Egypt's former PM won't run for president

A month after declaring he will run for the presidency, Ahmed Shafiq backs down, says he's "not the best person" for the job.

Elad Benari,

Ahmed Shafiq
Ahmed Shafiq
Reuters

Former Egyptian Prime Minister Ahmed Shafiq announced on Sunday he will not stand in the 2018 presidential elections, reported AFP.

"I have decided to not run in the upcoming 2018 presidential elections," Shafiq said in a statement posted online.

"I saw that I will not be the best person," he added.

In late November, Shafiq announced he would be running for president. At the time, he was in the United Arab Emirates, where he had gone after losing the 2012 election to former Islamist President Mohammed Morsi.

The UAE later deported Shafiq, who was the last prime minister to serve under former president Hosni Mubarak shortly before his overthrow in 2011.

Shafiq was seen as a main challenger for the incumbent Abdel Fattah Al-Sisi, who is expected to cruise to a new term despite not yet officially announcing his candidacy. Sisi’s supporters recently collected more than 12 million signatures from people urging him to run for another four-year term.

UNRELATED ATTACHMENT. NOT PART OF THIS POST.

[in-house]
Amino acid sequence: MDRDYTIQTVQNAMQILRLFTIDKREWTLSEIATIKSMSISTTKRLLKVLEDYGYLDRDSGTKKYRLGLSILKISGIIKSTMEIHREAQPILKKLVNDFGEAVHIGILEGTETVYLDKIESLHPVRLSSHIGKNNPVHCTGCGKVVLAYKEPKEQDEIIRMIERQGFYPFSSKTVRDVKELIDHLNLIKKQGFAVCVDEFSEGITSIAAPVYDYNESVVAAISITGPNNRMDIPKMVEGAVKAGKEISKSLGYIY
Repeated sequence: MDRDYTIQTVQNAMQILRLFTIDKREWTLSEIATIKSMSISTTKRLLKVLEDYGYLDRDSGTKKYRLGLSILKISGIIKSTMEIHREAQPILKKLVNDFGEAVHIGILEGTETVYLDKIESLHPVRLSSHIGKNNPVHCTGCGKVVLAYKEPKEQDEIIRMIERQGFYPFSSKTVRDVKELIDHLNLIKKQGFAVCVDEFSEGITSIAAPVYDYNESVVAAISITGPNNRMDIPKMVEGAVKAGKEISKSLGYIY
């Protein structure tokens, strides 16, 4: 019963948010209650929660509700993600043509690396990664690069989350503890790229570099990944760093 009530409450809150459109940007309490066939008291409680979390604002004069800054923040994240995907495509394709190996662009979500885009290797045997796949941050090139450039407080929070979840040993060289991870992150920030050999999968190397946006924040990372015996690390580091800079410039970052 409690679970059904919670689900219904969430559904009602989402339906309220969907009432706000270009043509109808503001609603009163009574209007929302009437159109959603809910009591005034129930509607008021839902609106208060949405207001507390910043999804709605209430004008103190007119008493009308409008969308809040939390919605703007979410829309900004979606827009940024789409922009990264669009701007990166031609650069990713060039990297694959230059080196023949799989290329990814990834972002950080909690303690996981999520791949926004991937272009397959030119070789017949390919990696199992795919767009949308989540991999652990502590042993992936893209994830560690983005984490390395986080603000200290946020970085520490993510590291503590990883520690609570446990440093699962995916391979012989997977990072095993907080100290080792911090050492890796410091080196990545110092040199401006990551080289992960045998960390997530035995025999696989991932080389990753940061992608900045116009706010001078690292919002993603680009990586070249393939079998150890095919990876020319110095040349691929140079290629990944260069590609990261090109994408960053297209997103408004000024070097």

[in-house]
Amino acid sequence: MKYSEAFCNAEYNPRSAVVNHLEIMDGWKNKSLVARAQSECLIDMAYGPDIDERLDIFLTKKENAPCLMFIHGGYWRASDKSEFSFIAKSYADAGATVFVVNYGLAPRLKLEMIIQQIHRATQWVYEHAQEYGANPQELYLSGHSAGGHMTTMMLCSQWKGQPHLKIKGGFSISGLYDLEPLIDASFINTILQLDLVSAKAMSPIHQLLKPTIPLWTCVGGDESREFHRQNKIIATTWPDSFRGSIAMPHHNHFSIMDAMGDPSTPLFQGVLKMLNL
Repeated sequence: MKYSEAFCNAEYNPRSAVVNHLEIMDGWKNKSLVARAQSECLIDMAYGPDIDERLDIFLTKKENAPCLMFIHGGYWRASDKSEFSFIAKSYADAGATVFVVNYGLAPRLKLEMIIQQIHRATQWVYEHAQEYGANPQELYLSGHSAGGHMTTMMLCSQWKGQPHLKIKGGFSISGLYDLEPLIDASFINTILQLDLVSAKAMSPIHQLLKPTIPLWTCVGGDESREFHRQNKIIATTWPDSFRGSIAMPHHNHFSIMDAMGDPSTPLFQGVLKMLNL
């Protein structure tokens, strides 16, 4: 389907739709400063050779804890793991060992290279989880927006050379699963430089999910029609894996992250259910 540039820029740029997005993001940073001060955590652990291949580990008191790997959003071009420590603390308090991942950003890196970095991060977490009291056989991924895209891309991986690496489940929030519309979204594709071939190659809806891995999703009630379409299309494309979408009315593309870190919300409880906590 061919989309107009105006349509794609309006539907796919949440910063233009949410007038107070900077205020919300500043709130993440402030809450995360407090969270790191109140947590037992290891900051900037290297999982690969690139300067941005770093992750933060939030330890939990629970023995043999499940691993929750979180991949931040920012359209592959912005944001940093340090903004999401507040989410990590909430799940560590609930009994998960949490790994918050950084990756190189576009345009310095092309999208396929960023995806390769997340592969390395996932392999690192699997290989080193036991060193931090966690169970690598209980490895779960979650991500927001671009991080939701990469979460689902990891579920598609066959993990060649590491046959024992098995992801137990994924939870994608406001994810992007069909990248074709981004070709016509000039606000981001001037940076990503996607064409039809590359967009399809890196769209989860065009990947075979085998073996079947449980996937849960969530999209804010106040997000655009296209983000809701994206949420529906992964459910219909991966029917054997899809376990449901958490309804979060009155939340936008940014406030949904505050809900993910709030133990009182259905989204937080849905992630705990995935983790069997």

During Morsi’s time in power, Shafiq was accused of being involved in corruption and Egyptian authorities even ordered his arrest. Later, however, Egyptian courts acquitted him in one corruption case and shelved another.

Shafiq contemplated running for the presidency in 2014 but scrapped those plans after Sisi announced his candidacy.

In his withdrawal statement on Sunday, Shafiq appeared to have dramatically changed his tune on the situation in Egypt since his initial pledge to stand, noted AFP.

Being out of the country in exile "may have kept me away from carefully following updates in the homeland, of progress and accomplishments," he claimed.








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